Sophomore slumps are not completely uncommon and sometimes young pitchers do struggle. For the A’s it will be interesting to watch how guys like Parker and Milone perform early in the year after coming off a season in which they set career highs in innings pitched. The A’s will definitely keep a watchful eye on their young staff, but there is a certain confidence around the team that the pitching will only get better with time.
The A’s did get a ton of experience last year during their memorable and magical run toward the post-season, so to say the A’s young arms are inexperienced would be a mistake. Guys like Parker and Milone now have an understanding of what it will take to get to October. Personally, I like to think that Anderson and Parker will have solid performances this year and could ultimately pack a serious one-two punch in Oakland, barring any injuries of course. I would say look out for A.J. Griffin or Dan Straily, though, to experience a little bit of a hiccup. One of those guys will likely get the boot once Bartolo Colon comes back from serving his suspension. Overall, I like Oakland’s young rotation and I think they could be the envy of the AL West this year.
CTH: Most Japanese shortstops have failed to live up to expectations in the majors. How is Hiroyuki Nakajimi looking and what can we expect from him this year?
Joseph: So far Nakajima has not performed well this spring. He has not calmed the anxiety of some A’s fans who are probably missing both Stephen Drew and Cliff Pennington right about now. The Japanese shortstop has collected just six hits this spring in 34 at-bats, so there are some who have completely bailed on Nakajima.
It would be foolish, however, to disregard Nakajima completely as a viable starter in Oakland. The transition has got to be a tough one to make and there is definitely a learning curve involved. Fans will likely have to show a little more patience, but that will likely be difficult after all of us witnessed what Yoenis Cespedes did last year in his first year in the U.S.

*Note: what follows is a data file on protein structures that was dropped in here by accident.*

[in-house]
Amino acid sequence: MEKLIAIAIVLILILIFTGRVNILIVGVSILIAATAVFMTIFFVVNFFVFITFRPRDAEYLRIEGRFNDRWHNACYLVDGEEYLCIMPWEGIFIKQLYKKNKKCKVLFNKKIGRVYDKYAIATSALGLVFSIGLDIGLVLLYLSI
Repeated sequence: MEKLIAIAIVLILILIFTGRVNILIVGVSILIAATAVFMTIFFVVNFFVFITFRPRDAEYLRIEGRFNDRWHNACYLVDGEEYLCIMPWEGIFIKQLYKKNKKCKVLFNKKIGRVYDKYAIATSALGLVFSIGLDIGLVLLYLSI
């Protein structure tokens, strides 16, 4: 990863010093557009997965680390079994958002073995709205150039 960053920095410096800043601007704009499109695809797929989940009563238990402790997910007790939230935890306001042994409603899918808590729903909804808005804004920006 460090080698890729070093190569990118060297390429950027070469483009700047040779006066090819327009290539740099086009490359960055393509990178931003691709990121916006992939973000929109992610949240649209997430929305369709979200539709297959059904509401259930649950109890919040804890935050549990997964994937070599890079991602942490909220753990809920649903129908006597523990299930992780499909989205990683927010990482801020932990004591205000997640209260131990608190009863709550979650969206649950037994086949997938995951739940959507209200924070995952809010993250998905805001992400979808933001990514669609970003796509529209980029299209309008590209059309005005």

The A’s have plenty of depth should Nakajima fail to pull his own weight at short, but the A’s are still holding out the hope that once Nakajima finds his footing, they will have a reliable starting shortstop on their hands. Nakajima’s poor spring has not deterred the A’s from this type of thinking, at least not yet.
Personally I don’t think Nakajima will be a complete failure, but I don’t expect a ton of production out of the guy. It is a tough transition to make, and with the track record of Japanese shortstops failing to produce in the states being as bad as it is, Nakajima will definitely have his work cut out for him in Oakland.
CTH: A’s closer Grant Balfour recently had knee surgery. Will he be ready for ninth inning duty by Opening Day?
Joseph: Grant Balfour was the on-again-off-again closer for the A’s last year, but really picked up some steam late in the season. He regained the closer’s role with his gritty veteran persona and electric fastball and while he did miss a significant amount of spring training due to a knee injury, the A’s are optimistic that their Aussie closer will be ready by Opening Day. If he isn’t, there’s no need to rush things as the Athletics have plenty of other qualified relievers to step into Balfour’s role while he recovers. All-Star Ryan Cook is one of the likely candidates to fill in at closer should Balfour need more time to recover.
CTH: A year ago Billy Beane surprised everyone by signing Yoenis Cespedes to a lucrative multi-year contract. That has worked out quite nicely, so far. If the A’s are battling for a playoff spot when this year’s trade deadline approaches, do you think Beane will be willing and able to make a move that would increase payroll?
Joseph: The A’s shocked just about everyone when they outbid some of the richer teams in baseball for Yoenis Cespedes, so the thought of Billy Beane spending some cash at this year’s trade deadline should the A’s be in playoff contention, does not seem entirely unreasonable. The A’s have a lot of added depth already, though, so Beane may not have to spend too much should the A’s need an extra piece or two to carry them into October. Oakland isn’t New York or Boston, so a large increase in payroll does seem a bit unlikely, however, with Beane at the helm the A’s could get creative. If the A’s are in the thick of things come July, I would expect Beane, in his own creative way, to explore several avenues to help the team get back to the playoffs.